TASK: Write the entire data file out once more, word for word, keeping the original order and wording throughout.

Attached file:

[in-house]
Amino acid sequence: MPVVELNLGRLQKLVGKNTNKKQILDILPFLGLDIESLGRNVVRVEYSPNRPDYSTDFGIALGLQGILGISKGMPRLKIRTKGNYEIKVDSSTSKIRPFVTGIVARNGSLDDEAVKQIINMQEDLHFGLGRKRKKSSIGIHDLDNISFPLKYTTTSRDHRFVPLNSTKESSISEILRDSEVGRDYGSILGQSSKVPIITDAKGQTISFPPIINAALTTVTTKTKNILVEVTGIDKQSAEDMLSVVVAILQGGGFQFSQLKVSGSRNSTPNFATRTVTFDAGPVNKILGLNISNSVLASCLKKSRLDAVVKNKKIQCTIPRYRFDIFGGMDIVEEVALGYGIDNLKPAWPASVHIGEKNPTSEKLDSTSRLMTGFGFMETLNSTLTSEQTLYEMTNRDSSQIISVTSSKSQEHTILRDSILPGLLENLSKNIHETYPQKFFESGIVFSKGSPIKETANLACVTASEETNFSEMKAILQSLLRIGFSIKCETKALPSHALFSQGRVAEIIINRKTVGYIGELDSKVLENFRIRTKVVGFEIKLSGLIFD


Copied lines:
[in-house]
Amino acid sequence: MPVVELNLGRLQKLVGKNTNKKQILDILPFLGLDIESLGRNVVRVEYSPNRPDYSTDFGIALGLQGILGISKGMPRLKIRTKGNYEIKVDSSTSKIRPFVTGIVARNGSLDDEAVKQIINMQEDLHFGLGRKRKKSSIGIHDLDNISFPLKYTTTSRDHRFVPLNSTKESSISEILRDSEVGRDYGSILGQSSKVPIITDAKGQTISFPPIINAALTTVTTKTKNILVEVTGIDKQSAEDMLSVVVAILQGGGFQFSQLKVSGSRNSTPNFATRTVTFDAGPVNKILGLNISNSVLASCLKKSRLDAVVKNKKIQCTIPRYRFDIFGGMDIVEEVALGYGIDNLKPAWPASVHIGEKNPTSEKLDSTSRLMTGFGFMETLNSTLTSEQTLYEMTNRDSSQIISVTSSKSQEHTILRDSILPGLLENLSKNIHETYPQKFFESGIVFSKGSPIKETANLACVTASEETNFSEMKAILQSLLRIGFSIKCETKALPSHALFSQGRVAEIIINRKTVGYIGELDSKVLENFRIRTKVVGFEIKLSGLIFD